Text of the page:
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Project Information

Title: Murre Damage Assessment Closeout

Project Year and Number: 1992: B03

Other Fiscal Years and Numbers for this Project: 1991: B03, 1990: B03, 1989: B03

Principal Investigator (PI): David Nysewander, Washington Deptartment of Fish & Wildlife

Assisting Personnel: Vernon Byrd, Crispin Dippel, Eric Knudtson

Research Location: KEN/KAP

Restoration Category: Damage Assessment

Injured Resources Addressed: Common Murres

Abstract: Following the oil spill, seabird colonies in Prince William Sound and other areas westward along the spill trajectory were surveyed to determine the immediate effects of the spill. Cliff-nesting species such as the black-legged kittiwake and common and thick-billed murres were the primary emphasis of the 1989-90 censuses. Timing of egg laying and productivity were also noted for each of these species. In 1990 and 1991, the major effort was placed on replicate counts of murres in those areas that showed the most drastic changes relative to historical data. Study objectives included comparison of pre- and post-spill numbers of breeding colony seabirds within the oiled area and comparison of reproductive chronology and productivity for murres in oiled areas.

As the oil exited Prince William Sound, it passed through areas where large rafts of breeding age murres were congregating around major colonies in preparation for the nesting season. The resulting mortality included an estimated 198,000 adult breeding birds, representing 60 to 70 percent of the total breeding population of certain major colonies. Extrapolating to include mortality of non-breeders, mortality is estimated to be as high as 300,000 murres. This loss resulted in a major disruption of breeding behavior and phenology resulting in reproductive failure for 1989-91. Significant decreases in the number of murres at nesting colonies in the Exxon Valdez oil spill area were noted in 1989-91 surveys. Murres at all sites associated with oil had either low or no success in producing chicks with either very late egg laying or no egg laying at all in 1989-91.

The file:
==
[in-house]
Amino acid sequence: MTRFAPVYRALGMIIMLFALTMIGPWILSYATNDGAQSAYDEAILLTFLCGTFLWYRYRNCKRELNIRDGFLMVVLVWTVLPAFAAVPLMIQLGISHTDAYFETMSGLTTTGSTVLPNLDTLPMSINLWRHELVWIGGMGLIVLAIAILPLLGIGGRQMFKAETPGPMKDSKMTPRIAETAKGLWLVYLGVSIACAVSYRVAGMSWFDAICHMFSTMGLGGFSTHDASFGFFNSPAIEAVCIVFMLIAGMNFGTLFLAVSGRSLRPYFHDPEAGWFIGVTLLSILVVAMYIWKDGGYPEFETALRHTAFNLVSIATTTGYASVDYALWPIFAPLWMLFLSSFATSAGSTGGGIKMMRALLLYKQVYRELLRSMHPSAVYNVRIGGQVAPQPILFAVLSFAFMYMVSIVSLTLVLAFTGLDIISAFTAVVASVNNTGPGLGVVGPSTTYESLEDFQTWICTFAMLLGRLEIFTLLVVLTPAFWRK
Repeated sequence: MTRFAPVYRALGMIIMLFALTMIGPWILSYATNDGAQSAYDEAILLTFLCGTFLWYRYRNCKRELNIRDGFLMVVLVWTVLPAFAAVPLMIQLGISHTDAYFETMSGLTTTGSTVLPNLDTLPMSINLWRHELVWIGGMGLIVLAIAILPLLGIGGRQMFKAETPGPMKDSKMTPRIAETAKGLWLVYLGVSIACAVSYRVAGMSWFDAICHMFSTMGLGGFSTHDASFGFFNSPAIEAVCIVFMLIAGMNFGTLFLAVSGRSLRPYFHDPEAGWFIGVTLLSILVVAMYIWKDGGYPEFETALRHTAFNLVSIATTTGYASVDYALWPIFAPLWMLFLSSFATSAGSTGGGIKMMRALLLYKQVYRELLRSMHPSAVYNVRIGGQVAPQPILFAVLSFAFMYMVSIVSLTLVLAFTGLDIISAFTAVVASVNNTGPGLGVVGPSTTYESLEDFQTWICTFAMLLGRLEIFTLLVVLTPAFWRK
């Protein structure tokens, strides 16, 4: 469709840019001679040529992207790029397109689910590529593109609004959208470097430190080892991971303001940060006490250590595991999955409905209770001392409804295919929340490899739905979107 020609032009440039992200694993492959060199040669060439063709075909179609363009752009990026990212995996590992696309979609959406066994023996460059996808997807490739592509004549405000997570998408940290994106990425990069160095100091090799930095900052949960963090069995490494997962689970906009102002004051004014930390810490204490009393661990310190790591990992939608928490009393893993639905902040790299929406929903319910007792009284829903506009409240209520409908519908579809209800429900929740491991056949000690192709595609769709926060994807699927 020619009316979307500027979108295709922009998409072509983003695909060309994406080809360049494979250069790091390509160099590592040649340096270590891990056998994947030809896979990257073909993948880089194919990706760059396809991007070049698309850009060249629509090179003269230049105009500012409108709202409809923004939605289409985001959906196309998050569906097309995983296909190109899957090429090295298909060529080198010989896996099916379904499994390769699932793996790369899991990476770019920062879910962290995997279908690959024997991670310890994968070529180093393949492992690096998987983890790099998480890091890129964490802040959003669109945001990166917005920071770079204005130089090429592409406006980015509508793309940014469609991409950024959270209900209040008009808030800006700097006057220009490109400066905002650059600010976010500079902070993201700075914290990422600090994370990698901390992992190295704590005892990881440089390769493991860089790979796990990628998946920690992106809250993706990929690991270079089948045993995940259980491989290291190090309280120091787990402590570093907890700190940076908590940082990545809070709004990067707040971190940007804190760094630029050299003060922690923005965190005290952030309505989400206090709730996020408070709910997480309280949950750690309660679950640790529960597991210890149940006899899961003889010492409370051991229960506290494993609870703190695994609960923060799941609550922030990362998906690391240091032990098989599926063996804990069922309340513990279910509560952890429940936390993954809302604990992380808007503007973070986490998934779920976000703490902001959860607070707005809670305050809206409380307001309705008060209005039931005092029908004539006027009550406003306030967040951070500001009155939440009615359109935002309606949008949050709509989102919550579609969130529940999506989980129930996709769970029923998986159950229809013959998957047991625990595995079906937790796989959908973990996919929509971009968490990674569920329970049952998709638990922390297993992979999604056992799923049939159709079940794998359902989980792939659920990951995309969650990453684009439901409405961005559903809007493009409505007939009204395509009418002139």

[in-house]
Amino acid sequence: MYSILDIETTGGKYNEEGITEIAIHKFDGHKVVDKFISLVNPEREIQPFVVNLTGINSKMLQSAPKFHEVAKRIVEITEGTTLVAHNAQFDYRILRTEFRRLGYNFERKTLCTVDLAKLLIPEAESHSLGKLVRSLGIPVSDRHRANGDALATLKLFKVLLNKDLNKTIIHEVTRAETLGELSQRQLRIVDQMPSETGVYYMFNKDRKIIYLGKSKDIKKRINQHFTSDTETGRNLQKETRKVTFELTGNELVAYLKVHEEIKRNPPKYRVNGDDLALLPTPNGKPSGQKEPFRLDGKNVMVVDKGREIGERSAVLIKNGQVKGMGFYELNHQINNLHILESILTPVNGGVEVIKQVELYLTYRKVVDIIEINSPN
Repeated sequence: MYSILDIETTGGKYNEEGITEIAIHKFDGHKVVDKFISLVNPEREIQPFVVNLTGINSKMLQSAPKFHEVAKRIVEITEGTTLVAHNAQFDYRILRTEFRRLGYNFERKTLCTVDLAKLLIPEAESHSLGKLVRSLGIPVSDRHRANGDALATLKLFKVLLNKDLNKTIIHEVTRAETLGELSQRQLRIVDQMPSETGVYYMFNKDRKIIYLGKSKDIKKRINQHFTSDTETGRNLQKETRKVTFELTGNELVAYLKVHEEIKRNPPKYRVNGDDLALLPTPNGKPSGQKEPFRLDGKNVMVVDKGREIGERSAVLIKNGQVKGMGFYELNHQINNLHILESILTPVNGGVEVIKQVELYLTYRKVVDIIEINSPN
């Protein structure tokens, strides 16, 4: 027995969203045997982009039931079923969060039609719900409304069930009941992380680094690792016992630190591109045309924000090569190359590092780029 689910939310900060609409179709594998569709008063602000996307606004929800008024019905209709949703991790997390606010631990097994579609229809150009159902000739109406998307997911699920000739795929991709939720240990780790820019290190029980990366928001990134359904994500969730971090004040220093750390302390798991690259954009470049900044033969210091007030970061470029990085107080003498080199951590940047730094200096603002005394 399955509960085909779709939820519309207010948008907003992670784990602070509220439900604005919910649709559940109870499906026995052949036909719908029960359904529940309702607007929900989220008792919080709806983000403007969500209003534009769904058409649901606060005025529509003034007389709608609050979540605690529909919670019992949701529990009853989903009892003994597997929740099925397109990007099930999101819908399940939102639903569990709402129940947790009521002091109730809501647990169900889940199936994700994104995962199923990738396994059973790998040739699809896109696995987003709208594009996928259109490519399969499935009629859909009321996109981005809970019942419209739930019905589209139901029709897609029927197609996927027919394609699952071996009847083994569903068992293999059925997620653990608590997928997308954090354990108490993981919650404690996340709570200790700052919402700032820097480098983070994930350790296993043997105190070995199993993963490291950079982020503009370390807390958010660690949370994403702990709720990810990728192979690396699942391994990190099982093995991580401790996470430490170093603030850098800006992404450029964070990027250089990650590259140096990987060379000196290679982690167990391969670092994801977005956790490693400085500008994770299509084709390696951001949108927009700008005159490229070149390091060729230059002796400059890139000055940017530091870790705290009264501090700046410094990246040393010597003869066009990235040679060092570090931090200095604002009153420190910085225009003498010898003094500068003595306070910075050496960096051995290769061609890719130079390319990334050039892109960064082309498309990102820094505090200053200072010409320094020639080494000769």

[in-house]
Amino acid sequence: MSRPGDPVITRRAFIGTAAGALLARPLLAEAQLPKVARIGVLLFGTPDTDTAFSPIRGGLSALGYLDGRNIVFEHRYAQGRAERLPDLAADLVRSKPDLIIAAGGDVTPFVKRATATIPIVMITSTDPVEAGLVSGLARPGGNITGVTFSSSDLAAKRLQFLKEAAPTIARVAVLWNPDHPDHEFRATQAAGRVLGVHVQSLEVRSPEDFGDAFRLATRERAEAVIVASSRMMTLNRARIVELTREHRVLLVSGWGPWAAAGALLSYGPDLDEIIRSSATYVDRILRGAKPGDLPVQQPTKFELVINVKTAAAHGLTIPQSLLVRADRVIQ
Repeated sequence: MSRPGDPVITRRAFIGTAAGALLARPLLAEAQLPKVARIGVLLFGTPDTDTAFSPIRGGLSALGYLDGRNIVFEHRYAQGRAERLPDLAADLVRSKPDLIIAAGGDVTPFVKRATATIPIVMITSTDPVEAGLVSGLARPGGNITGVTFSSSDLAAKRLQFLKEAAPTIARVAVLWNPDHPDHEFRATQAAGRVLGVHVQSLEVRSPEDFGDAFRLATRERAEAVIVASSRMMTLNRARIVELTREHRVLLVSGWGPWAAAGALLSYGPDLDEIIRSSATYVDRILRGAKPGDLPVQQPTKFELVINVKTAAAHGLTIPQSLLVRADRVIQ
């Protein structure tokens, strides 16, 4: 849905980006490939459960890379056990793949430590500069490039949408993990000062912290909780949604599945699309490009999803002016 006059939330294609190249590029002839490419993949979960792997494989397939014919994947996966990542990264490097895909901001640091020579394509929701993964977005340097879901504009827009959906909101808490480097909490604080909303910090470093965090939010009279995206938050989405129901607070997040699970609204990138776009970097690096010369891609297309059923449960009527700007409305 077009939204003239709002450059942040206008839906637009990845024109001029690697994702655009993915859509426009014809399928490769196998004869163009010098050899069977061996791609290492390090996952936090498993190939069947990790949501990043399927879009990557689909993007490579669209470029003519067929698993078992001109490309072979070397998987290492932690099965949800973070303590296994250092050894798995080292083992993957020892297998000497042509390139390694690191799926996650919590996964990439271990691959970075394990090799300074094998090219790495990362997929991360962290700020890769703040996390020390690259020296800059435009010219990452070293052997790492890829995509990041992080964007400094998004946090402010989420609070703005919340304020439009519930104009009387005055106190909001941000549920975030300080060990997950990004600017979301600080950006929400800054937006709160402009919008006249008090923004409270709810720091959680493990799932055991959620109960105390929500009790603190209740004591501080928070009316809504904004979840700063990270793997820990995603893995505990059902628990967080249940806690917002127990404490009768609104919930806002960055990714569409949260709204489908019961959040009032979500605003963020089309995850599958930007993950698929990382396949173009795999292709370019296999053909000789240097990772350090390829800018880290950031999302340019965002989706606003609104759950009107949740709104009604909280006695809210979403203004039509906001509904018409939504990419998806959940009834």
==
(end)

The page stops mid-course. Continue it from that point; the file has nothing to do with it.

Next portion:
A preliminary report of results has been prepared for this study but comprehensive data synthesis and analysis have not been completed. The preparation of a final report will be essential for understanding the injuries the spill caused to murres, particularly murres breeding in the Exxon Valdez oil spill zone. If this information is not clearly and completely available to those responsible for restoration, it will not be possible to adequately address the restoration needs of the resource.


Keywords

Fields of Expertise Contaminants/Toxicology
Ecology

Proposal: PDF Not Available

Funding Recommendations: View

Funding Detail For: 1992

Quarterly Project Tasks For: 1992

Annual Report: 1992: Not Applicable

Final Report: View

Publications from this Project: None Available

More information may be available for this project under other years:

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Project Number Proposal Annual Reports Final Report Data
1991: B03 Not Available 1991: Not Applicable
See Project B03 See Project B03
1990: B03 Not Available 1990: Not Applicable
See Project B03 See Project B03
1989: B03 View (PDF) 1989: Not Applicable
See Project B03 See Project B03